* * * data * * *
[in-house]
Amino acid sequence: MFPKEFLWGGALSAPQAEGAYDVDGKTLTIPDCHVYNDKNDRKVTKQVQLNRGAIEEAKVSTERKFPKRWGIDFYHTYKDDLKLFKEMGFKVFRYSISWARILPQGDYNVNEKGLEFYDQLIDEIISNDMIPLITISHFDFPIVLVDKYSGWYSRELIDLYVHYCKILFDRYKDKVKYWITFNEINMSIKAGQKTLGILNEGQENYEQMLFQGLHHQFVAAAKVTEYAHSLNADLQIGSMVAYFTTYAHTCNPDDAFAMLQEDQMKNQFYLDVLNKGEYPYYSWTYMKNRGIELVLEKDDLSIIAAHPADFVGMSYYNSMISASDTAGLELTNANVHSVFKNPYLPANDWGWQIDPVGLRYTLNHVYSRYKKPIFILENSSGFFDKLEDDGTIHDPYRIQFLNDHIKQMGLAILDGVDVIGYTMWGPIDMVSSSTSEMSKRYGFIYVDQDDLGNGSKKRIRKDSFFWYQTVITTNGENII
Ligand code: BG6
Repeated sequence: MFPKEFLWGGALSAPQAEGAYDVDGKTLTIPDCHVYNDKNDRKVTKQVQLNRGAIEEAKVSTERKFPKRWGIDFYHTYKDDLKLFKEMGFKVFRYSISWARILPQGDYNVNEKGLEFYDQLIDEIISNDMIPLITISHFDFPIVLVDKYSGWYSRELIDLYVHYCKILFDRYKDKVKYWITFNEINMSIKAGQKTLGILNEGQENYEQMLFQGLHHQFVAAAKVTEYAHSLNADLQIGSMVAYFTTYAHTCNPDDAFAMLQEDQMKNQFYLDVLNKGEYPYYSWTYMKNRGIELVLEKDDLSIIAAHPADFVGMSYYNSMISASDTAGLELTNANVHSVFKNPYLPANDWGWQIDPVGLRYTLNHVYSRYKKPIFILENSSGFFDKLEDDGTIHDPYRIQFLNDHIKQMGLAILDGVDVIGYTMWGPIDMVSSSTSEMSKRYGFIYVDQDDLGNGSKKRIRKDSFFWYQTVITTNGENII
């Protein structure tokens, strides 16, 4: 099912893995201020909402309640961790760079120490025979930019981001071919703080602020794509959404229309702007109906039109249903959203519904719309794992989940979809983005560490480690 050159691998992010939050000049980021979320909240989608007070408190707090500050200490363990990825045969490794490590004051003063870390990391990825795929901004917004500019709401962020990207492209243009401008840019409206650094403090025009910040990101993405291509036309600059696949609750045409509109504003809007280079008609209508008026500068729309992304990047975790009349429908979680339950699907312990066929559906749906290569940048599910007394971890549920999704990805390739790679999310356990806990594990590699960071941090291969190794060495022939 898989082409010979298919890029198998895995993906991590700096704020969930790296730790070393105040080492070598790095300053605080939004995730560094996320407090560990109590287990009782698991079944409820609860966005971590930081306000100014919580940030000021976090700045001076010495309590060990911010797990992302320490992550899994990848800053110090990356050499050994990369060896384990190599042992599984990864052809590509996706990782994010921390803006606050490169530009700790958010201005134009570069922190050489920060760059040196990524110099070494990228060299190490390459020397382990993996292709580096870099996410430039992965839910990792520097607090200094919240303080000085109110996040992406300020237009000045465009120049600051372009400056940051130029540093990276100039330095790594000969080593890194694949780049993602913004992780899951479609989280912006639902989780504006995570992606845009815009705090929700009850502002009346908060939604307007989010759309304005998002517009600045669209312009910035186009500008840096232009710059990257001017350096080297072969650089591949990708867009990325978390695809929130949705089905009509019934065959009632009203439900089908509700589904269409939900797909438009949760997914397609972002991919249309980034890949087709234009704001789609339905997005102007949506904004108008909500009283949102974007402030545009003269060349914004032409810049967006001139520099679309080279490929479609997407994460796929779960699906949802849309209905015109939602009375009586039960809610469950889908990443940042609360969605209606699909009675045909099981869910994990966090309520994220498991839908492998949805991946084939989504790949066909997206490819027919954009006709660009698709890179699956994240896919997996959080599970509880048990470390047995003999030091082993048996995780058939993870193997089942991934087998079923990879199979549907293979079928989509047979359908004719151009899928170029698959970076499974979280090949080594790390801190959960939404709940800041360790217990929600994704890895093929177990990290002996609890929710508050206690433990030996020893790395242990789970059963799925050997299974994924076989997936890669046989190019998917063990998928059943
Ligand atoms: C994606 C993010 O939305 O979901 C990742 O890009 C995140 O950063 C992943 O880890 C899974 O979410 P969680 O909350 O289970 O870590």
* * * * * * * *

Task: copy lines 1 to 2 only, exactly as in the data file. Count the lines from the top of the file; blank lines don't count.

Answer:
[in-house]
Amino acid sequence: MFPKEFLWGGALSAPQAEGAYDVDGKTLTIPDCHVYNDKNDRKVTKQVQLNRGAIEEAKVSTERKFPKRWGIDFYHTYKDDLKLFKEMGFKVFRYSISWARILPQGDYNVNEKGLEFYDQLIDEIISNDMIPLITISHFDFPIVLVDKYSGWYSRELIDLYVHYCKILFDRYKDKVKYWITFNEINMSIKAGQKTLGILNEGQENYEQMLFQGLHHQFVAAAKVTEYAHSLNADLQIGSMVAYFTTYAHTCNPDDAFAMLQEDQMKNQFYLDVLNKGEYPYYSWTYMKNRGIELVLEKDDLSIIAAHPADFVGMSYYNSMISASDTAGLELTNANVHSVFKNPYLPANDWGWQIDPVGLRYTLNHVYSRYKKPIFILENSSGFFDKLEDDGTIHDPYRIQFLNDHIKQMGLAILDGVDVIGYTMWGPIDMVSSSTSEMSKRYGFIYVDQDDLGNGSKKRIRKDSFFWYQTVITTNGENII